The truth behind the Medibank hype

Reports that demand for Medibank shares is 'several times' the number on offer have fooled many, but previous floats explain why all is not as it seems.

Don’t believe the hype surrounding the float of Medibank. Demand for the IPO, which breathless reports have said could be several times the shares on offer, will be artificially inflated.

The banks running the offer will say that strong demand far exceeds the 2.7 billion shares available, and thus justify a price towards the top end of the indicated price range.

But a lot of that apparent demand will not be real, and it is worth keeping this in mind as the retail offer opens to investors today, just as the retail broker firm offer closes. Some brokers, including CommSec, closed off their offers early.

This is because individual investors believe that demand will be high, and are therefore applying for allocations well in excess of what they actually expect to receive. They know they are going to be scaled back. 

Anecdotally, high-net worth clients of some retail brokers have also been putting in for more stock than they expect. 

There is a huge amount of cash to tap. It has been 17 years since the sale of the T1 slice of Telstra, the last large-scale government privatisation of a household brand name. Estimates from APRA show that SMSFs hold about $183 billion in cash, for a start, at record low interest rates.

Mum and dad investors think they understand the business of Medibank, the nation’s largest private health insurer with 1.8 million policyholders. That may not have been the case with the $4.6bn privatisation of rail haulage business QR National in 2010, the last major government privatisation (an definitely not a household brand name).

The Medibank retail offer, which opens today, is due to close on November 14 but could close earlier depending on demand. Investors apply for a dollar figure, rather than a number of shares, because the price hasn’t been set yet. It will be set via an institutional bookbuild on November 18-20, with final pricing and allocation due on November 25. The IPO will raise up to $5.5bn.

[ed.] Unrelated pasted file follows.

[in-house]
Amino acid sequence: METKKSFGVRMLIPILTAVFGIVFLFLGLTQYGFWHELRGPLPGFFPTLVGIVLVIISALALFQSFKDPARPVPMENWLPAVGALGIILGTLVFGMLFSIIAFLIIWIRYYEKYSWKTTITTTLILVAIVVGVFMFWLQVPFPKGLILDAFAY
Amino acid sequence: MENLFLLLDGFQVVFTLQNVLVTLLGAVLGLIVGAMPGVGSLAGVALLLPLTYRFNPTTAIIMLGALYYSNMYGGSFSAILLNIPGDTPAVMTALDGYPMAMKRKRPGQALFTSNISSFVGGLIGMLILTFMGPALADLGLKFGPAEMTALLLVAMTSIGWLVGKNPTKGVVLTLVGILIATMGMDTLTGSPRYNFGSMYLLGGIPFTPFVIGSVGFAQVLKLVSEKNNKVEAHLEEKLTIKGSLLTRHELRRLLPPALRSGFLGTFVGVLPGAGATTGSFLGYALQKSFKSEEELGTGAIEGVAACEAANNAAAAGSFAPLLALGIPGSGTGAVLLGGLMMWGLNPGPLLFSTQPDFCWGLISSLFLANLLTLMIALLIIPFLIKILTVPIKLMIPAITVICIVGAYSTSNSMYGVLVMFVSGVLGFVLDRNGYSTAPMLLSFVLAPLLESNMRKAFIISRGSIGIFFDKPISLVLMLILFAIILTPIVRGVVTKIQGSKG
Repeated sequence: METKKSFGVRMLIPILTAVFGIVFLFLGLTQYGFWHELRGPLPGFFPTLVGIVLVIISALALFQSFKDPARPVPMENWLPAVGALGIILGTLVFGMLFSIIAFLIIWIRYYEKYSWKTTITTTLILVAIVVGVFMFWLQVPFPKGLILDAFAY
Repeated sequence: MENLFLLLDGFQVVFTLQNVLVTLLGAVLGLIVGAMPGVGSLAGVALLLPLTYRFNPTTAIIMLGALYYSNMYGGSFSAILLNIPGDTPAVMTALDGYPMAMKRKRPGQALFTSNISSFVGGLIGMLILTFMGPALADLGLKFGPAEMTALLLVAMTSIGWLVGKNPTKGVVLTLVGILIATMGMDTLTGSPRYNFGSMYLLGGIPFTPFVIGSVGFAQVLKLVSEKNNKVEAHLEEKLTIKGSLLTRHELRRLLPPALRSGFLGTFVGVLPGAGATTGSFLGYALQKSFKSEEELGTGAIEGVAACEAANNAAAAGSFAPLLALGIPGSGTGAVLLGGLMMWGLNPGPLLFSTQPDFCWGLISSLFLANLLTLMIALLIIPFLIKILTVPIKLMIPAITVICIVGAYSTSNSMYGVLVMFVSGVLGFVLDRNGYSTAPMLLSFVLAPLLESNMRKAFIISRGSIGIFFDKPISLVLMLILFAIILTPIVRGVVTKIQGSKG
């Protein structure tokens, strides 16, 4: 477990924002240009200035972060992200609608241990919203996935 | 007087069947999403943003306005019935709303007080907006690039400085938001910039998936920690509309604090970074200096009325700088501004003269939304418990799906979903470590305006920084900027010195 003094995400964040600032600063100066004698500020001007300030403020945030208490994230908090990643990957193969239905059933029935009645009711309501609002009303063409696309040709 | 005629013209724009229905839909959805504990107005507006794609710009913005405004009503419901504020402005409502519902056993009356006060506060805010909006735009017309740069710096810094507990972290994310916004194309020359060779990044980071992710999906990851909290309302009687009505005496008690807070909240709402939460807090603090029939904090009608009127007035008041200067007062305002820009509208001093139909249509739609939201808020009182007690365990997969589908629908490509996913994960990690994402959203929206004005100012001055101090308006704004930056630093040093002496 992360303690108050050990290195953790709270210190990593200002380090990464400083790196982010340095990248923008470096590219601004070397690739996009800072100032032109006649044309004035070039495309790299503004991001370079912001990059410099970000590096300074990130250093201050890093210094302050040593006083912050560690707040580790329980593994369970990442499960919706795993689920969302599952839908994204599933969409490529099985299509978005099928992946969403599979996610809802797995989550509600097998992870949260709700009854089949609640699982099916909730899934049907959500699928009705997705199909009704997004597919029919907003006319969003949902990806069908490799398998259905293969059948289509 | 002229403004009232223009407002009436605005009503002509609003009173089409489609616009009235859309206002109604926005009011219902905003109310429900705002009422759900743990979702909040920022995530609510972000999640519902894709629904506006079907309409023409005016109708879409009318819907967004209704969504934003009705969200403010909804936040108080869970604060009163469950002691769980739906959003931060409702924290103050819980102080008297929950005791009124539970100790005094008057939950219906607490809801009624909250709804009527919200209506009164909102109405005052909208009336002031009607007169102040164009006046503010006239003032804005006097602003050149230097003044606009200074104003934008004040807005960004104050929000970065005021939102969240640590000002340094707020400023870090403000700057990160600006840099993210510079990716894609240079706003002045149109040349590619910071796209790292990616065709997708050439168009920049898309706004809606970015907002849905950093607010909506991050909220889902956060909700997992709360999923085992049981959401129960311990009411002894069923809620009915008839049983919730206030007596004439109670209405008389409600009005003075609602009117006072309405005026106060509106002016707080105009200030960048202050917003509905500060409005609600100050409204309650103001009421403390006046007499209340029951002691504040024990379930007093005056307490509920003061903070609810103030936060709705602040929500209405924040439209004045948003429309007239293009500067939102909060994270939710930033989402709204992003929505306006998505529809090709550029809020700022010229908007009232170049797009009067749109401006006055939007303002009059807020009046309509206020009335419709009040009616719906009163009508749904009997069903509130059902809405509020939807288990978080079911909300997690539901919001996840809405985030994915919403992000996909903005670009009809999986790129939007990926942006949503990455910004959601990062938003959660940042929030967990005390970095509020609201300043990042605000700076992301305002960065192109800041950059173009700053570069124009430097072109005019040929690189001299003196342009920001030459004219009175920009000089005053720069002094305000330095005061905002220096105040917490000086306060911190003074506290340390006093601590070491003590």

The bankers backing the float say there are past precedents of IPOs with investors bidding for oversized allocations. One of their tasks will be in assessing and judging underlying demand versus how much “order inflation” is involved.

Potentially adding to the pressure on domestic demand will be interest from foreign investors. The float’s bankers will be taking the roadshow to Asia tonight to tempt international fund managers, and the bankers will actually be paid double on overseas applications.

Most large-scale IPOs, including recent private equity floats such as Spotless and the New Zealand government’s Meridian Energy, are marketed internationally to ensure a broad investor base.

Bankers also have memories of the Queensland Rail IPO, when domestic funds steered clear of the float and only demand from foreign investors helped to push the float over the line. They say it would be irresponsible not to structure an offer that offered such a backstop, although the businesses, the sectors and probably demand are completely different.

There are other risks for investors to keep in mind. The dividend yield that Medibank appears to offer is 4.2 per cent, but that payout rate is under jeopardy in the long term, as Robert Gottliebsen points out.

The private health insurer also comes to market with its own investment portfolio of $2.2 billion, with twice the equities exposure of rival NIB and plans to increase its allocation further, possibly contributing to earnings volatility, as Miranda Maxwell has explained.

The mood of financial markets is fickle and the government has been lucky that the past two weeks have reversed the nerve-wracking slide of the prior fortnight. The apparent departure of volatility, however temporary, has added to the positive momentum surrounding the IPO market.

With the US Federal Reserve about to reveal whether it has truly pulled the plug on its costly bond-buying experiment, the recent willingness of investors to increase their exposure to equities may not last.